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- Maybe because they are an excellent source of soluble and insoluble fibre. Soluble fibre is linked to a decreased risk of diabetes and a lowering of blood cholesterol. Diets that include plenty of high-fibre foods may also help prevent heart disease, hemorrhoids, obesity, stroke and diverticulitis. Several studies show that there’s a direct link between the consumption of fibre rich foods, such as parsnips, and a reduced risk of type 2 diabetes.
- Maybe because, as with carrots, it contains many poly-acetylene anti-oxidants with anti-inflammatory, anti-fungal properties and offer protection from colon cancer and acute lymphoblastic leukemia.
- Maybe because, the roots are high in water soluble vitamin C, an anti-oxidant that helps the body maintain healthy connective tissue, respiratory tract, teeth, and gums. It also helps protect from diseases and cancers by scavenging harmful free radicals from the body, supporting antibacterial activity and regulating the immune system.
- Maybe because they are rich in vitamin E (used to make red blood cells) and many B-complex groups of vitamins such as vitamin B-6 (pyridoxine), thiamin, pantothenic acid and folates. Folate is needed for energy metabolism, the promotion of nervous system health and function and in the synthesis of DNA, RNA and red blood cells, lessens the risks of depression, heart disease and age-related vision and hearing loss. Folate is especially important during pregnancy to reduce the risk of birth defects and may be associated with a lower risk of ovarian cancer.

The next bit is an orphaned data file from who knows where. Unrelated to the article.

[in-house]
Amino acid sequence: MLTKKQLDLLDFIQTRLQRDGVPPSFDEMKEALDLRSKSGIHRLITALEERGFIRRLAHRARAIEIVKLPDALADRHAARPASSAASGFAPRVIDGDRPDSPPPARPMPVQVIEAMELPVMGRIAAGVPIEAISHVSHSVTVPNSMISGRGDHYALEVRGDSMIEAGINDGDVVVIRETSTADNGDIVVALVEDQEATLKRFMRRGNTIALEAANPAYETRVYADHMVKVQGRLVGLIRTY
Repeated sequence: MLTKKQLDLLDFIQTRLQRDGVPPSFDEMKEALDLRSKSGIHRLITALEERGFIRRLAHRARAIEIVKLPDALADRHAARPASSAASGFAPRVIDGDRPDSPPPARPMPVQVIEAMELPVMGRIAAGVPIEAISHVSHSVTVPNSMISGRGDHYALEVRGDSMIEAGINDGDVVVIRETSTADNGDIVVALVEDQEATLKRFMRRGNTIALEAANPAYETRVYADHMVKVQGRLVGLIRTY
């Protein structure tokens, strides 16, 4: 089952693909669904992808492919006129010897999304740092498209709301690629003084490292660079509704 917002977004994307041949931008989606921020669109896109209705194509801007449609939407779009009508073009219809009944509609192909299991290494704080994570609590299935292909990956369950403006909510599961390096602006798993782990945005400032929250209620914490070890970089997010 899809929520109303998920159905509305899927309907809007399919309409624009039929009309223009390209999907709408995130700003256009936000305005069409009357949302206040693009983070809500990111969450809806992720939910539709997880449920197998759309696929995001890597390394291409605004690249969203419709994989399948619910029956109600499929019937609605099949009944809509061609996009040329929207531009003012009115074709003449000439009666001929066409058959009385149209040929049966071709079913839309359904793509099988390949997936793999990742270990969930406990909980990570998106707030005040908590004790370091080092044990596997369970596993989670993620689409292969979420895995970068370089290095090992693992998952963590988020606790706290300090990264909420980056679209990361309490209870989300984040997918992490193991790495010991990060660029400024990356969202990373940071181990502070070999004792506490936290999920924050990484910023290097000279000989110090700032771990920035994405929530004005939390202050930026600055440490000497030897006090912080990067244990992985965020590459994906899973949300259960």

- Maybe because they have good levels of minerals like iron, calcium, copper, manganese, phosphorus and potassium. Potassium is an important component of cell and body fluids that helps control heart rate and blood pressure by countering effects of sodium. Both a mineral and an electrolyte, potassium is essential for skeletal, cardiac and smooth muscle function and for the production and maintenance of bones. Regularly consuming potassium-rich foods can help lower the risk of stroke and high blood pressure.
- Maybe because their manganese and vitamin K contents play an important role in the health of your bones. Manganese helps you produce sex hormones, while vitamin K is essential for blood clotting.
- Maybe because they contain compounds that help regulate the immune response. Dendric cells play a key role in the regulation of the immune system and studies show that falcarindiol, found in parsnips, has the ability to stop dendritic (or immune) cells from reaching maturity. The ability to suppress the immune system gives parsnips great potential to be part of a new therapy for the treatment of autoimmune and allergic diseases.